O'Connell added: "We had a decision to make with our families with what was the best route we could take moving forward. With Amy's background in education and my wife's background in wanting to get our two families together … it was a special time. It doesn't seem like it was just one year."
Staley was on the rise when he was hired by the Rams in only his fourth NFL season.
He had spent two years as Chicago's outside linebackers coach in 2017 and 2018 before joining the Broncos in the same role.
But one of the league's top defensive minds landed his first NFL coordinator role in 2020 when he joined McVay's staff.
That meant daily battles against a head coach who is among the most innovative and creative at his craft — plus a rising coordinator in O'Connell who had plenty of bright ideas and concepts of his own.
The end result?
"It was super competitive because you were in this unique environment with Sean," Staley said. "The coaching staff we had, there were a bunch of superstar coaches that are all doing amazing things. There was a healthy spirit and we all knew the Rams were benefitting.
"And we all knew, personally, we were benefitting because of the competition. So, it was going both ways," Staley continued. "We knew our team's goals and our personal goals were coming alive because we were bringing out the best in each other.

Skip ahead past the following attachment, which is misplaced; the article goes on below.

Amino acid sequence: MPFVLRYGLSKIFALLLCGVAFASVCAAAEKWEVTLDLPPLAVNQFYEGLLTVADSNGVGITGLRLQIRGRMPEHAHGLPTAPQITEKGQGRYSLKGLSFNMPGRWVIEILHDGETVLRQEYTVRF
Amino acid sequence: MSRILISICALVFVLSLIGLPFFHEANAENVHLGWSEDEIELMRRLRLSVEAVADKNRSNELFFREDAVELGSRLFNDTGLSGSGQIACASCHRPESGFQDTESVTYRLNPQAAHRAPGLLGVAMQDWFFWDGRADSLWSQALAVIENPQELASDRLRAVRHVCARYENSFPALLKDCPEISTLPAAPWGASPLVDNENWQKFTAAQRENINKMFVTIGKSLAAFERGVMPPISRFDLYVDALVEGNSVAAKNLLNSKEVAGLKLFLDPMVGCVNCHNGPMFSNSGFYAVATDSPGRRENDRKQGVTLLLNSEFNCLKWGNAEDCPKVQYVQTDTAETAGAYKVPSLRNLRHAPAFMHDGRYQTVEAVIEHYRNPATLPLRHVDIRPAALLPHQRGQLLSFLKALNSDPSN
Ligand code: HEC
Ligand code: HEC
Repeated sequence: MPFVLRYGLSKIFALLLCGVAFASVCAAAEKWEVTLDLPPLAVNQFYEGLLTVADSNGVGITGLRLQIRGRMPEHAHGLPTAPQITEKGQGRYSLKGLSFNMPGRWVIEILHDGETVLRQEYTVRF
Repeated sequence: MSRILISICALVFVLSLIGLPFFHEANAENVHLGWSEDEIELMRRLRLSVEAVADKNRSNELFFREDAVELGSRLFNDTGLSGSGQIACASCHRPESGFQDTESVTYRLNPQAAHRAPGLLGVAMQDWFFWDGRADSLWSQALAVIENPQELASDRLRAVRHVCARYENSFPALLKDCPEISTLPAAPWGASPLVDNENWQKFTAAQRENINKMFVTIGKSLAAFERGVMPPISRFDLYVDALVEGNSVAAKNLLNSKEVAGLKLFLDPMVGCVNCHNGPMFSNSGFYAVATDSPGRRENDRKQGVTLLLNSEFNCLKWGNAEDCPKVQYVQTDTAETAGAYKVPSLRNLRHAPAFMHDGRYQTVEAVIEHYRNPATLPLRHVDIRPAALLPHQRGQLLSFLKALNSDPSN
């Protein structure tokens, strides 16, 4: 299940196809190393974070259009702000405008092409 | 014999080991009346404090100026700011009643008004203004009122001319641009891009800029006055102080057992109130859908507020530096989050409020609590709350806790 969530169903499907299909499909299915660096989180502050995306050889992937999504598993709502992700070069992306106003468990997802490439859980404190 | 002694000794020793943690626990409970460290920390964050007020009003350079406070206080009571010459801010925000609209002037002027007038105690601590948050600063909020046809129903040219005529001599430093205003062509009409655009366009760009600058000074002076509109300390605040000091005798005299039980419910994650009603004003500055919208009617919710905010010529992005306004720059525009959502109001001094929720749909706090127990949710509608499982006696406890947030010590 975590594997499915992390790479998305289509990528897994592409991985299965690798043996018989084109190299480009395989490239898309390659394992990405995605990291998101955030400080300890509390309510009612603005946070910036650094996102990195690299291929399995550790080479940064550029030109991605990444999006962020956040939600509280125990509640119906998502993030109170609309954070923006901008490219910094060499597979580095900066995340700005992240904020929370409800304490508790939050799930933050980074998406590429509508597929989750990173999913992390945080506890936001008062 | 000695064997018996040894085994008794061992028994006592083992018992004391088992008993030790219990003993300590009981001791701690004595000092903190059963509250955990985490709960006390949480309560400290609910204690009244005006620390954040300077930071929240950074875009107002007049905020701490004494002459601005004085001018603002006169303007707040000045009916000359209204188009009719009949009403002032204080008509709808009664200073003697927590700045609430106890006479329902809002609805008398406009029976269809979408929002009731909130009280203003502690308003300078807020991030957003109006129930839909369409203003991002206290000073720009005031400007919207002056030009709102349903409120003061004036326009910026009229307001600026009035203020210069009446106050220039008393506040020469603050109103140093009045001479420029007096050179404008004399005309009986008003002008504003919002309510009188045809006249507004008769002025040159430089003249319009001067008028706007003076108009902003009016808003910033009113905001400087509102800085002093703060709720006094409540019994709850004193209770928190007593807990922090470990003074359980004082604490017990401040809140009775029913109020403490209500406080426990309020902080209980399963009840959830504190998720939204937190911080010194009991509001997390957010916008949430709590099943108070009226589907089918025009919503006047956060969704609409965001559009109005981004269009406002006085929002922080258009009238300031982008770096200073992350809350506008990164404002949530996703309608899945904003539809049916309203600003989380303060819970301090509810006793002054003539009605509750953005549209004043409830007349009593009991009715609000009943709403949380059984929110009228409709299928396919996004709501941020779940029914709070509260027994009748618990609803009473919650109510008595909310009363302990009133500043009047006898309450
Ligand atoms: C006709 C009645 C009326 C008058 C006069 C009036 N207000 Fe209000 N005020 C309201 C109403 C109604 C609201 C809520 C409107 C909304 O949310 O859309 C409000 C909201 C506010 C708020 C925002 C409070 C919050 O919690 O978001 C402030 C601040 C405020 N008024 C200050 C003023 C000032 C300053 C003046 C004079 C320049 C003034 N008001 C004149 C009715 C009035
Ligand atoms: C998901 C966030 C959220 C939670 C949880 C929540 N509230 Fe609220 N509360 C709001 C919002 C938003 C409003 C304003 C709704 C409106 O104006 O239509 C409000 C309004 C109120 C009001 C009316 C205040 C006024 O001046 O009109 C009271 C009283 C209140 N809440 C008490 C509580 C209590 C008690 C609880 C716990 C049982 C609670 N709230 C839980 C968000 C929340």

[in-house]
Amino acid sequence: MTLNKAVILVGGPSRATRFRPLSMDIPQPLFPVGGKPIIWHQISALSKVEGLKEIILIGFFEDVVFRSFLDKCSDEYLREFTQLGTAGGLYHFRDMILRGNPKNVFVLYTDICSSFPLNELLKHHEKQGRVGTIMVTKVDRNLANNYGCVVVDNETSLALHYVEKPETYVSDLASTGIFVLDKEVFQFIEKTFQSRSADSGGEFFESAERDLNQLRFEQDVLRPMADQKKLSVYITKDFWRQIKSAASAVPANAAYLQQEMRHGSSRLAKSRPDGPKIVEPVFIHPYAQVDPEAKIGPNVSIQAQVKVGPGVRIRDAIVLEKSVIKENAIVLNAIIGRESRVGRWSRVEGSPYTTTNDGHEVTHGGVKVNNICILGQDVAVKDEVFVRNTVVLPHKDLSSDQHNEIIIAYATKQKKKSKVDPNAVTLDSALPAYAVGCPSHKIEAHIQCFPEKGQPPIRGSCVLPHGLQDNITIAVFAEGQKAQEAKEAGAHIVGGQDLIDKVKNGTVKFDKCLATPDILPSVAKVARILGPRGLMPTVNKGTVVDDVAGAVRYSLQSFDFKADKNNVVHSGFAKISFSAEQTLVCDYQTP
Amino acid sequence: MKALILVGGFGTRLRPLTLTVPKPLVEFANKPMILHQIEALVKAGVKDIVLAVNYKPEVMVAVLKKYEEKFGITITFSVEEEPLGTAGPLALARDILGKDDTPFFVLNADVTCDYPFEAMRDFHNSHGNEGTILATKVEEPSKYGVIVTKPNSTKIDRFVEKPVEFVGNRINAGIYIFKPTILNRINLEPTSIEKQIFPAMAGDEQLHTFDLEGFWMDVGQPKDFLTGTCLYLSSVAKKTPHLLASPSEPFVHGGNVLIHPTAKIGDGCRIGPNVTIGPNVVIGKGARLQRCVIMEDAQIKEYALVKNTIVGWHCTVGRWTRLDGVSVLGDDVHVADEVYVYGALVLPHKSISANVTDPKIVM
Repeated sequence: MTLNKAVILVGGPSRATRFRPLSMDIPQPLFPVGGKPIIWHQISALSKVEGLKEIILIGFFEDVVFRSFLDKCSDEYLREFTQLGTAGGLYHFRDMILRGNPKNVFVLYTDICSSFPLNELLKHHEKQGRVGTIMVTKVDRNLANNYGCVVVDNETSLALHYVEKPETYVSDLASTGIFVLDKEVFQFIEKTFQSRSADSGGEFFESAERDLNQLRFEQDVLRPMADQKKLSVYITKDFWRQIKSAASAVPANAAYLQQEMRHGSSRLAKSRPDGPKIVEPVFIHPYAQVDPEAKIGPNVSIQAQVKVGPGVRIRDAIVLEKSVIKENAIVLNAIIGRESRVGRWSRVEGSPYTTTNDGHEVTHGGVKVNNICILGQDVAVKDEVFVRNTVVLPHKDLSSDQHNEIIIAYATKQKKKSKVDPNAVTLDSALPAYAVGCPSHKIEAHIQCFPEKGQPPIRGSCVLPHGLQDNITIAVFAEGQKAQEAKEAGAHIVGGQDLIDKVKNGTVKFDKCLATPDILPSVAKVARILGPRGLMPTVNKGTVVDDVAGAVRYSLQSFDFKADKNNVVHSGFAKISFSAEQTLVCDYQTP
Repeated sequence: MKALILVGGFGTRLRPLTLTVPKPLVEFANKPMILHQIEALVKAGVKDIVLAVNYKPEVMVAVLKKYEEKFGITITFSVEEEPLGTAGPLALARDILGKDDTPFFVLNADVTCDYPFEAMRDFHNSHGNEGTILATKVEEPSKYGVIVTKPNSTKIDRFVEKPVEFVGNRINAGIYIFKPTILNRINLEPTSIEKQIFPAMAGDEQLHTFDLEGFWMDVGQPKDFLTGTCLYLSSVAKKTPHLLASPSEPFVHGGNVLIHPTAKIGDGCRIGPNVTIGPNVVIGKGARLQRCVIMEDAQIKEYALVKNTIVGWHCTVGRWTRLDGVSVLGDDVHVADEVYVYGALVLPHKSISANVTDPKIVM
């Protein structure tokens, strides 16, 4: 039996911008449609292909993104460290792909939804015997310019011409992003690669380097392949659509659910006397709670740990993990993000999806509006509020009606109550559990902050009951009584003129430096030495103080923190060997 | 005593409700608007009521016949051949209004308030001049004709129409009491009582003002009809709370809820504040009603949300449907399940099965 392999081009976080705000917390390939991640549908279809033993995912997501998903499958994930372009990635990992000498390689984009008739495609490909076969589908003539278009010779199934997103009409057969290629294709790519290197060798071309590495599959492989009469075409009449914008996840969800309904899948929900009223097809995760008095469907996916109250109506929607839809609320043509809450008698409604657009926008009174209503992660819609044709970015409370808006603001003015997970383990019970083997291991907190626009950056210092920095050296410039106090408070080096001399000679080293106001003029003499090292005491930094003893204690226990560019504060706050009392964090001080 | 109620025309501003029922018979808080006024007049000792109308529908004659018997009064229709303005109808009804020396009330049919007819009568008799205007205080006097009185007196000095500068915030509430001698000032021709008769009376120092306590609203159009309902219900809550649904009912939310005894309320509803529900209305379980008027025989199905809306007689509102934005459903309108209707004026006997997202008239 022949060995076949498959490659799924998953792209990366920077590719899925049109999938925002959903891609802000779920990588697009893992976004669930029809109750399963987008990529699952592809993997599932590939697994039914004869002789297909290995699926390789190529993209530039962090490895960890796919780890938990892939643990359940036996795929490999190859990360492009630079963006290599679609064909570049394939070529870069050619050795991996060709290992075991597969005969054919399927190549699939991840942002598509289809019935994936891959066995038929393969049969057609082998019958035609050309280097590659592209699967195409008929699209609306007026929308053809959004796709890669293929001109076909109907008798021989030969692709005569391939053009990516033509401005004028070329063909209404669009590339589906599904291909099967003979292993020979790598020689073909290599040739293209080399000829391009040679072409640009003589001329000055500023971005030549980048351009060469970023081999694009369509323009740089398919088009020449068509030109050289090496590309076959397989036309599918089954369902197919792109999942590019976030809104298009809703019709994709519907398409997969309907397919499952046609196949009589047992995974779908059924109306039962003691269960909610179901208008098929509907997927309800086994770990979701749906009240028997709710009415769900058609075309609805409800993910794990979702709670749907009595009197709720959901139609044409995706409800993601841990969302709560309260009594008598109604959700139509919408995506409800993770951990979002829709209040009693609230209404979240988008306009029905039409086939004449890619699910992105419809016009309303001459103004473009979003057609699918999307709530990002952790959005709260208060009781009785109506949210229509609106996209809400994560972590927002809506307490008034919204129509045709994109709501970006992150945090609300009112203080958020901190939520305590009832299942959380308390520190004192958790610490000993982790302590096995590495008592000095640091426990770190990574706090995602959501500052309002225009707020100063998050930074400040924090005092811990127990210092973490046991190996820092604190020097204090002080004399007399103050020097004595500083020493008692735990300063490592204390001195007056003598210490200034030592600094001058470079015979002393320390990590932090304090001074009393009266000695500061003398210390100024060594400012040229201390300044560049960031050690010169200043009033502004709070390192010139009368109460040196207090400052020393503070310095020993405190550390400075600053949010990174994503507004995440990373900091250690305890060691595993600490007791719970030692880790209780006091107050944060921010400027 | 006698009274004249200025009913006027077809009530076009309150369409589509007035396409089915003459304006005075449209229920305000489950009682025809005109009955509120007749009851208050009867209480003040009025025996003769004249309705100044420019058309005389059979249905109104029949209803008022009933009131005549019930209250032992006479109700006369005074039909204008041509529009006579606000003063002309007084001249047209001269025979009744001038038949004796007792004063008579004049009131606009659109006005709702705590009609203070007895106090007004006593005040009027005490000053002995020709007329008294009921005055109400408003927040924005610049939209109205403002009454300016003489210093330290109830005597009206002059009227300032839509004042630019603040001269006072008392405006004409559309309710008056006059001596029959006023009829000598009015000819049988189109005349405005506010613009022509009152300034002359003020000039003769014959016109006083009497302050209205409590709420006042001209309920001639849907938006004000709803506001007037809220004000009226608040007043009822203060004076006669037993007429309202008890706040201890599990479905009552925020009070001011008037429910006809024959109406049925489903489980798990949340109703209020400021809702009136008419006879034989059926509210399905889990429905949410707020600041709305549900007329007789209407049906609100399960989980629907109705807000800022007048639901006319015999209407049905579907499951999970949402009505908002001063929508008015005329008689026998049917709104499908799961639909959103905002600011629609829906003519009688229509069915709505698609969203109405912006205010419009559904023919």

"It was just a healthy, competitive spirit that was every day. You felt it every day," Staley added. "What was special in our time together was that when we took the field, we felt like we were the team to beat because of what we did on a day-to-day basis."
O'Connell added: "We all knew it was something special kind of brewing because of the quality of person and player and human being that built that culture. It never crossed the line. It was always professional and energetic, always positive. I tried to take that to Minnesota when I got there because of what I experienced when I was with him and Sean."
In charge of defense that featured the likes of Jalen Ramsey, Aaron Donald and others, Staley helped guide that group to be the league's top unit.
The Rams defense led the league in numerous statistical categories in 2020, including both points (18.5) and yards (281.9) allowed per game and first downs allowed per game (17.5) while also leading the NFL in EPA per play (minus 0.141).
O'Connell said he marveled at the performance of Staley's defense each week but added that he wasn't surprised by it given how he had an inside look at the defensive coordinator's teaching methods.
And, O'Connell noted, the impact Staley made in 2020 would play an integral part in the Rams winning the Super Bowl the following season.